Maryland Abandoned Mine Cleanup Efforts Win National Award

Press Release

Maryland Department of the Environment

Media Contacts

Julie Oberg
(410) 537-3003

Robert Ballinger
(410) 537-3012

Maryland Abandoned Mine Cleanup Efforts Win National Award

BALTIMORE, MD (Nov. 9, 2006) – The Maryland Department of Environment’s (MDE) Bureau of Mines received top honors for environmental excellence from the U.S. Interior Department’s Office of Surface Mining for reclamation and acid mine drainage treatment at Shallmar Coal Refuse in Garrett County.

“MDE is pleased to accept this national award. The Shallmar project exhibited outstanding and innovative reclamation practices to eliminate health, safety and environmental hazards associated with the abandoned mines,” said MDE Secretary Kendl P. Philbrick.

Mined first by pick and shovel, this area was actively mined until 1977. The project reclaimed the Wolf Den Mine, which was abandoned in the 1940’s leaving abandoned, deep mine portals that were in danger of collapsing and approximately 300,000 cubic yards of coal waste that had been dumped down slope of the mine leaving an unstable coal refuse bank behind the town of Shallmar. Adding to the health and safety hazards, surface mining operations beginning in the 1950’s left vertical highwalls within 300 feet of roads and eroding surface mine spoil. Acid drainage with a pH of 3.5 and high concentrations of dissolved metals flowed directly into the North Branch of the Potomac River. Uncontrolled stormwater runoff caused the coal refuse bank to erode and slide into the town below requiring construction of ditches to protect the town from refuse bank runoff during rainstorms.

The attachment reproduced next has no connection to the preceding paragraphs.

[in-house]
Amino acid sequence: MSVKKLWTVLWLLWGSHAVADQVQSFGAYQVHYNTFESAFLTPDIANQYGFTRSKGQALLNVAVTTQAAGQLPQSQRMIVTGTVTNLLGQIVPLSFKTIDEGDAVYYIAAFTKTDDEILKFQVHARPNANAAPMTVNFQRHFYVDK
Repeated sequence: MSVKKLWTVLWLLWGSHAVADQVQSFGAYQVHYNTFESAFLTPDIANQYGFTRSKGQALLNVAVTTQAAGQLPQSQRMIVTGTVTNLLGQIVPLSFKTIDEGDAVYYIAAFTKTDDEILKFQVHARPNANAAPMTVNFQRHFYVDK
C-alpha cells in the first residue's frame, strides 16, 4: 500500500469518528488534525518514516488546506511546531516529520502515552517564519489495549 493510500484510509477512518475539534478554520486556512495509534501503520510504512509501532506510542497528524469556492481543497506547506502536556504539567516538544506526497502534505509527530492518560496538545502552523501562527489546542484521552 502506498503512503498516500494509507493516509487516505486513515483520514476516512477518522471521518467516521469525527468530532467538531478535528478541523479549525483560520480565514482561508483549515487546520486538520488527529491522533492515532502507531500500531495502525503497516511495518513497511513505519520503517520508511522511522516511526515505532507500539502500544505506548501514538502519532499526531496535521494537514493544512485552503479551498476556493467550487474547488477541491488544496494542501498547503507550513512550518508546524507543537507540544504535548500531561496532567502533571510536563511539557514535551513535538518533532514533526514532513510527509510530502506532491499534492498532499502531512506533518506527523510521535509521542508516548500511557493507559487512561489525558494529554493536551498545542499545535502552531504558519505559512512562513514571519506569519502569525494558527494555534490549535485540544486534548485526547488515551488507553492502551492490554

Using the federal Office of Surface Mining’s abandoned mine reclamation funds, MDE Bureau of Mines contractors sealed two mine portals, removed 140,000 cubic yards of unstable coal refuse, installed a water-powered lime doser to reduce acidity and re-vegetated 17.5 acres with trees and grass. The project construction started in June of 2002 and was completed in the summer of 2005 at a cost of more than $1.3 million.

The U.S. Interior Department’s Office of Surface Mining (OSM) recognized environmental excellence in five states presenting its annual Abandoned Mine Land Reclamation Awards at the National Association of Abandoned Mine Land Programs annual conference. The awards honored outstanding abandoned mine reclamation in Maryland, Pennsylvania, Iowa, North Dakota, and Montana.

This year, Maryland won a Category II National Award, which recognizes excellence for smaller projects in states that receive smaller amounts of federal Abandoned Mine Land (AML) funds. Twenty-three states and three Indian tribes compete for this national award.

Since 1986, OSM has presented awards to coal mine operators who completed exemplary reclamation. A parallel award program for abandoned mine land reclamation began in 1992. The objective was to give public recognition to those responsible for the nation's most outstanding achievement in environmentally sound surface mining and land reclamation and to encourage the exchange and transfer of successful reclamation technology. For more information about the OSM Mining Reclamation Awards, visit www.osmre.gov/awards.htm.

The MDE Bureau of Mines winning entry with photos is available online at www.osmre.gov/aml/amlawardsjudging06/maryland3.pdf.

 

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